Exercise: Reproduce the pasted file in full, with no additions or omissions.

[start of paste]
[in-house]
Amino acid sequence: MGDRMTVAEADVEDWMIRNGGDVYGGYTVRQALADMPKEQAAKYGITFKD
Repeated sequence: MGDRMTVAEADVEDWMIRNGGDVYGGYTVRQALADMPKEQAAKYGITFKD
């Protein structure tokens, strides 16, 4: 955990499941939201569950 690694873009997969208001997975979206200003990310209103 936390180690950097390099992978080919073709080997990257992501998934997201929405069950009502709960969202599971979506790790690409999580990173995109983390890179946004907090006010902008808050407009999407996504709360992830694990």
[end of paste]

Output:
[in-house]
Amino acid sequence: MGDRMTVAEADVEDWMIRNGGDVYGGYTVRQALADMPKEQAAKYGITFKD
Repeated sequence: MGDRMTVAEADVEDWMIRNGGDVYGGYTVRQALADMPKEQAAKYGITFKD
């Protein structure tokens, strides 16, 4: 955990499941939201569950 690694873009997969208001997975979206200003990310209103 936390180690950097390099992978080919073709080997990257992501998934997201929405069950009502709960969202599971979506790790690409999580990173995109983390890179946004907090006010902008808050407009999407996504709360992830694990």